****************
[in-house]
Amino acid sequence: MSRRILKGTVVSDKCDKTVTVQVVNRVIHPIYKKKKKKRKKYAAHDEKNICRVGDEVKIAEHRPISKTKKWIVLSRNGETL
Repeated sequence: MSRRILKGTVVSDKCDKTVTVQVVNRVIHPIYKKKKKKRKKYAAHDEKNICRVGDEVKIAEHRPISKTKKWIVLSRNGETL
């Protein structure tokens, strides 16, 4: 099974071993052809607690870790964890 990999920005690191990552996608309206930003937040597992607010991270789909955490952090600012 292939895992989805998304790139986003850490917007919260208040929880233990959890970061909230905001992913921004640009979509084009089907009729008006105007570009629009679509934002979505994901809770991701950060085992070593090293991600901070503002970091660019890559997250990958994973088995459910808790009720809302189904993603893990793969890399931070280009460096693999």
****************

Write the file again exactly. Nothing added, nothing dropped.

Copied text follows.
[in-house]
Amino acid sequence: MSRRILKGTVVSDKCDKTVTVQVVNRVIHPIYKKKKKKRKKYAAHDEKNICRVGDEVKIAEHRPISKTKKWIVLSRNGETL
Repeated sequence: MSRRILKGTVVSDKCDKTVTVQVVNRVIHPIYKKKKKKRKKYAAHDEKNICRVGDEVKIAEHRPISKTKKWIVLSRNGETL
């Protein structure tokens, strides 16, 4: 099974071993052809607690870790964890 990999920005690191990552996608309206930003937040597992607010991270789909955490952090600012 292939895992989805998304790139986003850490917007919260208040929880233990959890970061909230905001992913921004640009979509084009089907009729008006105007570009629009679509934002979505994901809770991701950060085992070593090293991600901070503002970091660019890559997250990958994973088995459910808790009720809302189904993603893990793969890399931070280009460096693999």